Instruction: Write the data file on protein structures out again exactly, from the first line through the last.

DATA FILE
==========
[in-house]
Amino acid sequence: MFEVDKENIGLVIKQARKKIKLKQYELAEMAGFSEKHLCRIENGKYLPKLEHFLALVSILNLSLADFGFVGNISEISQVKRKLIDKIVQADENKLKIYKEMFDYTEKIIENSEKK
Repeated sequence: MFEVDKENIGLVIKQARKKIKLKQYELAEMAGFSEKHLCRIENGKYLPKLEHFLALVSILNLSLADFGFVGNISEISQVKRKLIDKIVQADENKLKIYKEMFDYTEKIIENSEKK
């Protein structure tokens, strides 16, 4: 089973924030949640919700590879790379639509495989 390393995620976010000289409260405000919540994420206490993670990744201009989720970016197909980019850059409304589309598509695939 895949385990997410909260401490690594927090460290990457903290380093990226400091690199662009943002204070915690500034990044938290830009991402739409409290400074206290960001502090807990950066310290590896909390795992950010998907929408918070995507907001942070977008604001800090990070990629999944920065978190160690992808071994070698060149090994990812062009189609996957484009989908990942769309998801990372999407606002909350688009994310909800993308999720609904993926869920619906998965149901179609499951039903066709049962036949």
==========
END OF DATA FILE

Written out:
[in-house]
Amino acid sequence: MFEVDKENIGLVIKQARKKIKLKQYELAEMAGFSEKHLCRIENGKYLPKLEHFLALVSILNLSLADFGFVGNISEISQVKRKLIDKIVQADENKLKIYKEMFDYTEKIIENSEKK
Repeated sequence: MFEVDKENIGLVIKQARKKIKLKQYELAEMAGFSEKHLCRIENGKYLPKLEHFLALVSILNLSLADFGFVGNISEISQVKRKLIDKIVQADENKLKIYKEMFDYTEKIIENSEKK
């Protein structure tokens, strides 16, 4: 089973924030949640919700590879790379639509495989 390393995620976010000289409260405000919540994420206490993670990744201009989720970016197909980019850059409304589309598509695939 895949385990997410909260401490690594927090460290990457903290380093990226400091690199662009943002204070915690500034990044938290830009991402739409409290400074206290960001502090807990950066310290590896909390795992950010998907929408918070995507907001942070977008604001800090990070990629999944920065978190160690992808071994070698060149090994990812062009189609996957484009989908990942769309998801990372999407606002909350688009994310909800993308999720609904993926869920619906998965149901179609499951039903066709049962036949």